BMW M2 Competition Review: The 1M Successor It Should Have Been All Along

The new Competition version of the M2 rights almost all of the wrongs of the car it replaces
BMW M2 Competition Review: The 1M Successor It Should Have Been All Along

It promised so much, didn’t it? M Division clout in a small yet muscular package. An antidote to the oh-so spikey M4. A successor to the much-loved 1M.

But sadly, the M2 just didn’t work out like that. There’s plenty to like about the baby M, of course. It’s playful and accessible, while still demanding far more of the squishy, fleshy bit behind the steering wheel than something like an Audi RS3. It looked fantastic too, and I always dug the exhaust note, despite BMW’s misguided attempts to enhance it electronically in the cabin.

The problem has always been the engine. The fact that it’s not a proper S-designated M engine doesn’t help. The 1M got away with the same trick because BMW made the car’s N54 lump - the twin-turbo predecessor to M2’s single, twin-scroll turbo N55 - hilariously boosty. But the M2 engine? It’s always lacked drama, with its inadequacy highlighted further when BMW rolled out the punchy M240i not long after the M2’s launch.

BMW M2 Competition Review: The 1M Successor It Should Have Been All Along

You’d think, then, that I might have reacted with delirious joy at the birth of the M4-engined M2 Competition. And you’d be right. Sort of. The only problem being that we’ve already had the promise of the ideal real-world M car get dashed before, so what if this new one is destined to be another missed opportunity like the standard M2?

With the Comp’s Sport mode engaged and my first taste of wide-open throttle experienced, such fears were shattered, however. God, it’s a fierce thing. Finally, we have the epic mid-range thrust the old M2 - which this car replaces outright - was missing. And no longer does it peter out at high revs - you can bang that 3.0-litre straight-six around to the redline without regret.

BMW M2 Competition Review: The 1M Successor It Should Have Been All Along

Power is now at 404bhp, up from 364bhp, while the 404lb ft figure represents a 35lb ft increase. 0-62mph now takes 4.2 seconds, a drop of 0.2sec. Doesn’t sound like much on paper, but the character of the engine is radically different.

It also sounds very different, but it’s quite a harsh, angry noise at high engine speeds. In a way, I quite like it - with the giant-robot-munching-on-rusty-chainsaws nature of the din further hammering home that this fast 2er is a very different kettle of fish to the standard M2 and indeed the M240i.

BMW M2 Competition Review: The 1M Successor It Should Have Been All Along

BMW has had a go at improving the dynamics too. It’s been given the same carbonfibre strut brace as the M4, and the steering has been recalibrated to factor in the newfound front-end stiffness. Even with the fiddling, the M2 is as approachable as ever, putting the ‘roid rage-spec engine of the M4 in a far less intimidating package. And that’s a match made in M Division heaven, surely?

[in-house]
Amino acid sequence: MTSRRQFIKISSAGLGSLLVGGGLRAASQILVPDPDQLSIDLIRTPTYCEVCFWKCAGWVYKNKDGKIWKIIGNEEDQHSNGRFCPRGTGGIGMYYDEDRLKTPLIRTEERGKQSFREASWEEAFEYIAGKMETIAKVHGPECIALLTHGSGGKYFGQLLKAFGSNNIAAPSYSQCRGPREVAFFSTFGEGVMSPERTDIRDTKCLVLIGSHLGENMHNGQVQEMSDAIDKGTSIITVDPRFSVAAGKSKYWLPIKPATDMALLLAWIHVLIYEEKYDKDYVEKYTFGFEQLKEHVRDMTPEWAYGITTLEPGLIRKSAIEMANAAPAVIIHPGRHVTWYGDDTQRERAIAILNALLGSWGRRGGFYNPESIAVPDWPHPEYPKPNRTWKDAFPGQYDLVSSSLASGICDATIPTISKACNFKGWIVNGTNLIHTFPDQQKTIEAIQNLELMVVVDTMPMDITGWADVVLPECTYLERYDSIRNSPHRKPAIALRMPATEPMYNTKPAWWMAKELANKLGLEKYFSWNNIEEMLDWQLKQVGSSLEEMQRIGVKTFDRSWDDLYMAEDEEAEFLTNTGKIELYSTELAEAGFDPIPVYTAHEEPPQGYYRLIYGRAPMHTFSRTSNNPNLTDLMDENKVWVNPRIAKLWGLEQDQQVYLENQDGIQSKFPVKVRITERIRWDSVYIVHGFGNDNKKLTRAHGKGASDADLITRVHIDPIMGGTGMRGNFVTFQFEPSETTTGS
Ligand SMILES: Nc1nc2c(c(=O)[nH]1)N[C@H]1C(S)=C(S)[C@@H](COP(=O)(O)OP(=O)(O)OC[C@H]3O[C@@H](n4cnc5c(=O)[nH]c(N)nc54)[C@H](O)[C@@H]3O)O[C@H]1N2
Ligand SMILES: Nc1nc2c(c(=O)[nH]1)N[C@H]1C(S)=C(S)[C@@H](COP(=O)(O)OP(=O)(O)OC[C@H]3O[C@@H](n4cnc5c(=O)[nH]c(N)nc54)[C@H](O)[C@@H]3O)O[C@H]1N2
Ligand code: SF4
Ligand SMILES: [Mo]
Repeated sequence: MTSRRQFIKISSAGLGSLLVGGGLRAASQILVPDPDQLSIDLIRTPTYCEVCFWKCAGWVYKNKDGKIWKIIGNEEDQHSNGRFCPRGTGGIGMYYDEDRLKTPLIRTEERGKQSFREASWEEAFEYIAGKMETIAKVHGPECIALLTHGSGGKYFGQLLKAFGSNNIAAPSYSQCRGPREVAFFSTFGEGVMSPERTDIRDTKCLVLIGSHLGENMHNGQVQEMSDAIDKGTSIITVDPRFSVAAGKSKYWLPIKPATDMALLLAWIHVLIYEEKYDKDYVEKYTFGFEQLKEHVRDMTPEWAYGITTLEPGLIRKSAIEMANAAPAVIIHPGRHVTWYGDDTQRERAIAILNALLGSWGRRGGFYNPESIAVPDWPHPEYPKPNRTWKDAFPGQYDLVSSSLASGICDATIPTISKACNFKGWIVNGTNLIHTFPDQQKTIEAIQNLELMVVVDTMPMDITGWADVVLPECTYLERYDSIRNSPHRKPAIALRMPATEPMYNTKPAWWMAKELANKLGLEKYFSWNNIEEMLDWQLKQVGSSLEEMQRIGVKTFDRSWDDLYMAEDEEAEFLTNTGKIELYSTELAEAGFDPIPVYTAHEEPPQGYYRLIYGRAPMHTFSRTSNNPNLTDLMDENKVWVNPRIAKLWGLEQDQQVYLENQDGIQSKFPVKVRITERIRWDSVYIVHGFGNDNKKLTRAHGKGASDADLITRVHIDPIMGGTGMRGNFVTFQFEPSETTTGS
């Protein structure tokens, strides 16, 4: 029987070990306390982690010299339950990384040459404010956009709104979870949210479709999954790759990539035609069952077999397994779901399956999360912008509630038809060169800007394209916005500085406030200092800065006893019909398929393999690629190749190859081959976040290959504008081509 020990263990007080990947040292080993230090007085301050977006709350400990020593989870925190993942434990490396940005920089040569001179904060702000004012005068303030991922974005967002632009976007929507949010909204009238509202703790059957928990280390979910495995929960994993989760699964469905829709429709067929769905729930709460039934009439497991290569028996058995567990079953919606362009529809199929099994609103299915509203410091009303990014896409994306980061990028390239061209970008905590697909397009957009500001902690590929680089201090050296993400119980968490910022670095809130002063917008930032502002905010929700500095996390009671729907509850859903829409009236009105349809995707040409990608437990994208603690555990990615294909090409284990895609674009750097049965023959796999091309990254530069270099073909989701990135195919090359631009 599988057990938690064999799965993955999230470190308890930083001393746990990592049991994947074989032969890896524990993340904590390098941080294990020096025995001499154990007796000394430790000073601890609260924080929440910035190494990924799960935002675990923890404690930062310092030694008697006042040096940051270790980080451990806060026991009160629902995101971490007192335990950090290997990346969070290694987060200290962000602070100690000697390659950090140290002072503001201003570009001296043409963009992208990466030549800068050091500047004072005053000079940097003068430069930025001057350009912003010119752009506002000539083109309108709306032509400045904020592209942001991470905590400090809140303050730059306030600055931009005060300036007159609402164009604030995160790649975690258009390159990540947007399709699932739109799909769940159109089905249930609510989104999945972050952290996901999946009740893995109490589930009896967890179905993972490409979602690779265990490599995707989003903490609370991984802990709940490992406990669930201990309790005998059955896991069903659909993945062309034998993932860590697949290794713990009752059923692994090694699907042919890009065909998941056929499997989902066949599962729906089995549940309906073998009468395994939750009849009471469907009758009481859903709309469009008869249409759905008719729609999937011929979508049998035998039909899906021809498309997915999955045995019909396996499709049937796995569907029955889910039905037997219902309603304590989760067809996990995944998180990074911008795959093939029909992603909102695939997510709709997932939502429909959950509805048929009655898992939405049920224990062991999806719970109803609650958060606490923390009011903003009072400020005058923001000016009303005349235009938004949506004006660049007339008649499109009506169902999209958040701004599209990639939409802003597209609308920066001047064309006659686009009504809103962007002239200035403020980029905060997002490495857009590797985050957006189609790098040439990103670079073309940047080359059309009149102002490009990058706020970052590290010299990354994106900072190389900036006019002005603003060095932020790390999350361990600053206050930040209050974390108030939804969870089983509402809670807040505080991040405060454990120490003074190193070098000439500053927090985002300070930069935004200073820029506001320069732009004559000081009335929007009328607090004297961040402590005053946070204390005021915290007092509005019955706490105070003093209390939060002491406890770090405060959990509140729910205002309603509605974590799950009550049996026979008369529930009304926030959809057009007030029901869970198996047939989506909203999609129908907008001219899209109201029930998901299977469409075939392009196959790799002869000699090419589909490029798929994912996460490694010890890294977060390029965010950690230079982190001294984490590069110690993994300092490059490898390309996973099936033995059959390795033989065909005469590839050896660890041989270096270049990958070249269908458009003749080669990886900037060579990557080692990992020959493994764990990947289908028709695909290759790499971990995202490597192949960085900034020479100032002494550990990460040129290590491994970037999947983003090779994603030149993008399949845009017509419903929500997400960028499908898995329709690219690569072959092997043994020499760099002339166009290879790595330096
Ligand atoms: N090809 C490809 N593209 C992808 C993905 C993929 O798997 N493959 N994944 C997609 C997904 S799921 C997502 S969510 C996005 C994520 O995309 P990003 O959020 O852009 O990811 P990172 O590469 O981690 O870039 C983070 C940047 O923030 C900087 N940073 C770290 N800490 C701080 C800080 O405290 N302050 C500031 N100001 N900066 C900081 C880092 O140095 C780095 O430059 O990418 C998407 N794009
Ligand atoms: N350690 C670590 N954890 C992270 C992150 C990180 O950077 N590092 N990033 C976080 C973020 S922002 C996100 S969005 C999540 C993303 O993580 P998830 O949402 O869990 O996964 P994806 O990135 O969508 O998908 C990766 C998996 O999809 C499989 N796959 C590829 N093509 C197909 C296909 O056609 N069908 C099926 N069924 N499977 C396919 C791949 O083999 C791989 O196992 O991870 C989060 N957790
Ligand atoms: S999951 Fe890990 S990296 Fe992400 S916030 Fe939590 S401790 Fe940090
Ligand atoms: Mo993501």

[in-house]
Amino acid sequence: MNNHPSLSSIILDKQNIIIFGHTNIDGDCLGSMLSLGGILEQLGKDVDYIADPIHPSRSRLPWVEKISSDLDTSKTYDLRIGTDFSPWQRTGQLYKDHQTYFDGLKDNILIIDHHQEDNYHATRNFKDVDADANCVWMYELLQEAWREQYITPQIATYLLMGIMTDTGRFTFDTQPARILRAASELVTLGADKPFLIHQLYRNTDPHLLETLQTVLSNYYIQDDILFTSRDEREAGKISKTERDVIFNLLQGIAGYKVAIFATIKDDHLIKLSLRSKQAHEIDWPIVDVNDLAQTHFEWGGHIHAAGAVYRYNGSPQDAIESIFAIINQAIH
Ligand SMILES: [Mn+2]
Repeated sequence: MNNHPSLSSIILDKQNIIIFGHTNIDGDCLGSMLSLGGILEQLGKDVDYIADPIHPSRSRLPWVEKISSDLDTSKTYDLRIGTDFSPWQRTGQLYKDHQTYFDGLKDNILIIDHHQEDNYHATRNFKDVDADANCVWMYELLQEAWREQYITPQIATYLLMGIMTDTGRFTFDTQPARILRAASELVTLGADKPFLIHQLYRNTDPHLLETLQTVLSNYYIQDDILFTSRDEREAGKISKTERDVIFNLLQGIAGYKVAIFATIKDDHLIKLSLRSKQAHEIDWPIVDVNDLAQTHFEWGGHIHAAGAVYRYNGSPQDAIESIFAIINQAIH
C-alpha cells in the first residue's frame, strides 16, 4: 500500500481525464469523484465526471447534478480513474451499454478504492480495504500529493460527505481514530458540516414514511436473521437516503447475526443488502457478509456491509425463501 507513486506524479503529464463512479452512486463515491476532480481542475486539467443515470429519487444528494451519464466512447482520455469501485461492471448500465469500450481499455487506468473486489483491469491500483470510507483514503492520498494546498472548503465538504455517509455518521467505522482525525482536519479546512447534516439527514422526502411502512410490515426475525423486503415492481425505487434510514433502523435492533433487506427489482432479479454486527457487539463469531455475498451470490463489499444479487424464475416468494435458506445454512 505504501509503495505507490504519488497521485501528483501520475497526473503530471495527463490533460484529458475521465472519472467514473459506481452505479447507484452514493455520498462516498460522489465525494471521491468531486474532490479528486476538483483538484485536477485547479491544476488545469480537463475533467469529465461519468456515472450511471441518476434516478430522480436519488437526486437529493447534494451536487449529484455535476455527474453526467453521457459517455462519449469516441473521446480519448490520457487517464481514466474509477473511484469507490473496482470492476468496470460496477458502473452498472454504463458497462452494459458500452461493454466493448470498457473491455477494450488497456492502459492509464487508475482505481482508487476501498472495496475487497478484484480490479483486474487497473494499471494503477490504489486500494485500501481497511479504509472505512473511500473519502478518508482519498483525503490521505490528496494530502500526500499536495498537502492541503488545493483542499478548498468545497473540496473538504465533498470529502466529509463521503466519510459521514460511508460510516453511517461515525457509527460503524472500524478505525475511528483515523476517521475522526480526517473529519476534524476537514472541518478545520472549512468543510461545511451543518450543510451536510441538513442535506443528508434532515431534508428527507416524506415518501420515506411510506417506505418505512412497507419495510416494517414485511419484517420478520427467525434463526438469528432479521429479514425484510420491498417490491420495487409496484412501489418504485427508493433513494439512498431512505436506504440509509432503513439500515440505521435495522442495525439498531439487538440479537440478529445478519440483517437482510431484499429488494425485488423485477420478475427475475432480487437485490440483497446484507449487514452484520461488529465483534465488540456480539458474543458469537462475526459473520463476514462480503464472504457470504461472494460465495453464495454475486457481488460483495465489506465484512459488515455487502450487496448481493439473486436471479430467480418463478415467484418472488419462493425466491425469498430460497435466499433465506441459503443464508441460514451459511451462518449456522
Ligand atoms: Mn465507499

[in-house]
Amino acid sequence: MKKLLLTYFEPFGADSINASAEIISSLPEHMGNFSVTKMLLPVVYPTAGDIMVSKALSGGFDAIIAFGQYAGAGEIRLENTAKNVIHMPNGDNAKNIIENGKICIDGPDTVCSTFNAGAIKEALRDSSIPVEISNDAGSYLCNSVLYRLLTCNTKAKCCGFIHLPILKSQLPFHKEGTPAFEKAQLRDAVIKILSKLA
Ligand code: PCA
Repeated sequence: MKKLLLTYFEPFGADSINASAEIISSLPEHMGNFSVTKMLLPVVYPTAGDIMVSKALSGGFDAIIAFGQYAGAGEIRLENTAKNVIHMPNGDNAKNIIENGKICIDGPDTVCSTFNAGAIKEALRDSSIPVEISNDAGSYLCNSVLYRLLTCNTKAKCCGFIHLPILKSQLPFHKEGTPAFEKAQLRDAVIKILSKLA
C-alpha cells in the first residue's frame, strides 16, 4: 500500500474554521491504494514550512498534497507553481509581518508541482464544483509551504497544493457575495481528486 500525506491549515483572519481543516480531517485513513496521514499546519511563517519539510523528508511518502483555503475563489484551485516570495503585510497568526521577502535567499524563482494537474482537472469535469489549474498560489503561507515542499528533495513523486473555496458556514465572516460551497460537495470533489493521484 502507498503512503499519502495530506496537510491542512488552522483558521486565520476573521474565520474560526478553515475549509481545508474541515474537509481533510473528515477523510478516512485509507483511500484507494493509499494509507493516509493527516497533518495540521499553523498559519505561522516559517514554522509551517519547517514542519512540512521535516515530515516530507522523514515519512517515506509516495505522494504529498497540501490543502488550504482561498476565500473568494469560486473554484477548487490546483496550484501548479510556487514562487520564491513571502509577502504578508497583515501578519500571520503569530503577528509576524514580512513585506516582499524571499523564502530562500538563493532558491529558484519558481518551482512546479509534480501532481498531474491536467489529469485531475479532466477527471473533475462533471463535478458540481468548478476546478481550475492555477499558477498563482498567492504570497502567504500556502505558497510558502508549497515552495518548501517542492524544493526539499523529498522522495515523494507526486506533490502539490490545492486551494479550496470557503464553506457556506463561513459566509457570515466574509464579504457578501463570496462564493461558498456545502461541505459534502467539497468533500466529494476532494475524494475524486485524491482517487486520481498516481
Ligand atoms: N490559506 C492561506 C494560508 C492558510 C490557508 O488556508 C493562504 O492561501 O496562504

A manual gearbox would be our preference, and yes, one is still available, but the seven-speed dual-clutch gearbox is a good fit for the car. You just need to make sure it’s in the angriest of its three settings, otherwise it’s frustratingly hesitant to downshift. On the subject of modes, after a week of fiddling, I settled on Sport steering (Sport Plus is heavy in an unpleasant, stodgy sort of way), Sport Plus for engine response and the ESP set to the less intrusive MDM mode.

BMW M2 Competition Review: The 1M Successor It Should Have Been All Along

The really clever trick the M2 Competition pulls off is flattering you as a driver, while still requiring you give it the attention it’s due. Grip and traction levels aren’t all that hard to reach and exceed - especially at this time of year - but whenever proceedings take a slippy turn at the rear, the Comp is wonderfully easy to manage.

It’s still not perfect, however, and my other big bugbear about the old M2 - the damping - remains unresolved. It rides firmly, and yet there is more body roll than you’d expect. And it never seems to settle - you have a near-constant vertical bob. This less than ideal body control means that the car often feels heavy and leaden. It’s still miles off Porsche Cayman-levels of dynamism.

BMW M2 Competition Review: The 1M Successor It Should Have Been All Along

While I’m moaning, it’s also worth pointing out that the interior really is starting to feel dated, especially knowing that the incoming Mercedes-AMG A45 will have a slick, screen-festooned cabin to enjoy.